4 Ways to Protect Your Relationship From Meddlesome Family and Friends

4 Ways to Protect Your Relationship

Protect Your Romantic Bond

Your relationships with friends and family are really important, but so are your relationships with significant others. There are just some things a partner can’t give you that a family member can, and there are just some things a partner can give you that a friend can’t. But sometimes friends and family cross the line and get too involved in romantic relationships. Sometimes they cross boundaries, and that’s because you’ve let them. Are you feeling stressed out by meddlesome friends and family? Here are four ways to protect your romantic relationship.

Does your family really have your best interest at heart? Find out during a relationship reading!

1. Set Boundaries Before They Can be Crossed
Certain topics should be off limits, like how many times you have sex in a week, or how much your new partner makes at their job. Whatever questions or discussions make you or your partner uncomfortable are off the table, so be sure to stop any friends or loved ones—the first time they ask—who are just a bit too curious. If you don’t stop them, you risk bad feelings and resentment down the road, and you don’t want your partner to have negative feelings towards you, your friends, or your loved ones.

2. Don’t Share Your Fears and Frustrations
It’s really easy to turn to friends and family when your partner’s choices and faults have got you stressed. But what happens once you’ve unburdened yourself? You feel better, forgive your partner and ultimately forget that you were frustrated. The thing is, your friends and family don’t feel better, don’t forgive and don’t forget. You’ve just dumped a lot of drama in their laps and what you’ve said will definitely impact how they view your significant other going forward. How about keeping your fears, concerns and frustrations between you and your partner instead?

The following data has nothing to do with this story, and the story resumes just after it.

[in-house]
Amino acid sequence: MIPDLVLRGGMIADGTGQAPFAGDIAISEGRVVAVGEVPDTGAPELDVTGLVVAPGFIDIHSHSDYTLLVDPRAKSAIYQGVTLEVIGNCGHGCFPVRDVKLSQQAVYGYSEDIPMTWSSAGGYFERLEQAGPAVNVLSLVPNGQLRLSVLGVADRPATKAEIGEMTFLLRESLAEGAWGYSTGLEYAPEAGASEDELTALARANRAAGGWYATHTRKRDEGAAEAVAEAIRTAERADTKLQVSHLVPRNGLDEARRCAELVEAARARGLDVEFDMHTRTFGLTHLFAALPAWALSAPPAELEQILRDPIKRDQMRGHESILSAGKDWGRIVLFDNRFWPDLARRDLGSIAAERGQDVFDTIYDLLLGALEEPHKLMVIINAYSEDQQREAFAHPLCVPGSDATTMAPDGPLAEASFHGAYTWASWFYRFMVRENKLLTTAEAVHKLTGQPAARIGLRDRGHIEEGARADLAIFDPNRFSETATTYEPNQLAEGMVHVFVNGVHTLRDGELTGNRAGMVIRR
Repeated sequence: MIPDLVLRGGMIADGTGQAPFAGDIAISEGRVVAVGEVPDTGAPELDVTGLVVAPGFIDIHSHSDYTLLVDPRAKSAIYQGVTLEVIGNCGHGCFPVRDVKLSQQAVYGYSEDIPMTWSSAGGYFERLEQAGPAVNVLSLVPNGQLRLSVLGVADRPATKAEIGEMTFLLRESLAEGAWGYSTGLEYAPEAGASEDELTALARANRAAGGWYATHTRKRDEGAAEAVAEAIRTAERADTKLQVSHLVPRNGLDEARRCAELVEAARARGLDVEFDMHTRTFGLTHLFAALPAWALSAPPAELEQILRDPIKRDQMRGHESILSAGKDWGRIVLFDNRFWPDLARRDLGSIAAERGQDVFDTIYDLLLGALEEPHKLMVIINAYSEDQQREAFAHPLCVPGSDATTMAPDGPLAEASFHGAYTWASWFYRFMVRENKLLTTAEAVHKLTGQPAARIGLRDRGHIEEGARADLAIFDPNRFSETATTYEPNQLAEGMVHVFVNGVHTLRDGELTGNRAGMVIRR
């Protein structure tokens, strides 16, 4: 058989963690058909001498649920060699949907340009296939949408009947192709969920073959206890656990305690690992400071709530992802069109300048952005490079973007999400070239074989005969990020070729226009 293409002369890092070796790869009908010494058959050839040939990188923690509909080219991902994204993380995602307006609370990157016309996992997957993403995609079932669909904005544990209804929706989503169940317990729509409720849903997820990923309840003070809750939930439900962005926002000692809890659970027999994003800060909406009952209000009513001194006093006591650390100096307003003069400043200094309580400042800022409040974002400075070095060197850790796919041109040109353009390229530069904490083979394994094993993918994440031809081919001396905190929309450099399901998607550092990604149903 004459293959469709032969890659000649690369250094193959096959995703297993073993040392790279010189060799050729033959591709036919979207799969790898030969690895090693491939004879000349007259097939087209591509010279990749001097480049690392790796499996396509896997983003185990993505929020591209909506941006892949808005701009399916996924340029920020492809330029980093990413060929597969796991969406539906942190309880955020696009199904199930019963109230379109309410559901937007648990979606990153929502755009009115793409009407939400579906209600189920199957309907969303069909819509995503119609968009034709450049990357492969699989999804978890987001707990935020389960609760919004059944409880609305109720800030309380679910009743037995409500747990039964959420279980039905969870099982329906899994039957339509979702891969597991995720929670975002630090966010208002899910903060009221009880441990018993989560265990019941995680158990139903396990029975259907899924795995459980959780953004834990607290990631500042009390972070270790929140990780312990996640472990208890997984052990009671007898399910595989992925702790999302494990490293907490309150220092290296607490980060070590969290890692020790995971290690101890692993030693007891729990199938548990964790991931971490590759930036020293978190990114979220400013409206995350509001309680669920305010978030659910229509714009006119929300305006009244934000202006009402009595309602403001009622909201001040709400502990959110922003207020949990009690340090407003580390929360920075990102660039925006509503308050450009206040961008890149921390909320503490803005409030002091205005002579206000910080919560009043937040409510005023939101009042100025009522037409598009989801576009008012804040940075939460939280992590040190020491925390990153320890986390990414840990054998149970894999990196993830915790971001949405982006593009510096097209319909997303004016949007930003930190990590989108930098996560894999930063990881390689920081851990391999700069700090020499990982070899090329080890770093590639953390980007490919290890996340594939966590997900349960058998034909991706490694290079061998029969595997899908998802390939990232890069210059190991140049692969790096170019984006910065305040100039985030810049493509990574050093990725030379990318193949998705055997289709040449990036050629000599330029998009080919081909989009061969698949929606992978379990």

3. Just Say No
If you are the type of person who has a hard time saying no, you will feel torn between your family, friends and your significant other. Learn balance. If you love your family, spend time with them—but not to the point that you neglect your significant other. And spend time with your significant other—but not to the point that you neglect your family. If one side is too demanding of your time, learn to say no.

4. Learn to Live Without Approval
You are an adult and you can make your own decisions. If you love your partner, if they make you feel happy and fulfilled, then it shouldn’t matter what your friends or family think. Learn to live without their approval—if they refuse to give it to you. Learn to trust your instincts. If you know you’re with the right person, that’s all that should matter.

Your Loved Ones are Important

Your family and friends are important to you, and that’s why they can have so much influence over you. In fact, they have so much influence that they can ruin your romantic relationships—if you let them. But you have the power to make or break your relationships too. You have the power to protect your partners, or throw them to the wolves. Don’t let outside influences ruin a good thing. If you are mature enough to be in a relationship, then you are mature enough to protect it and keep it whole.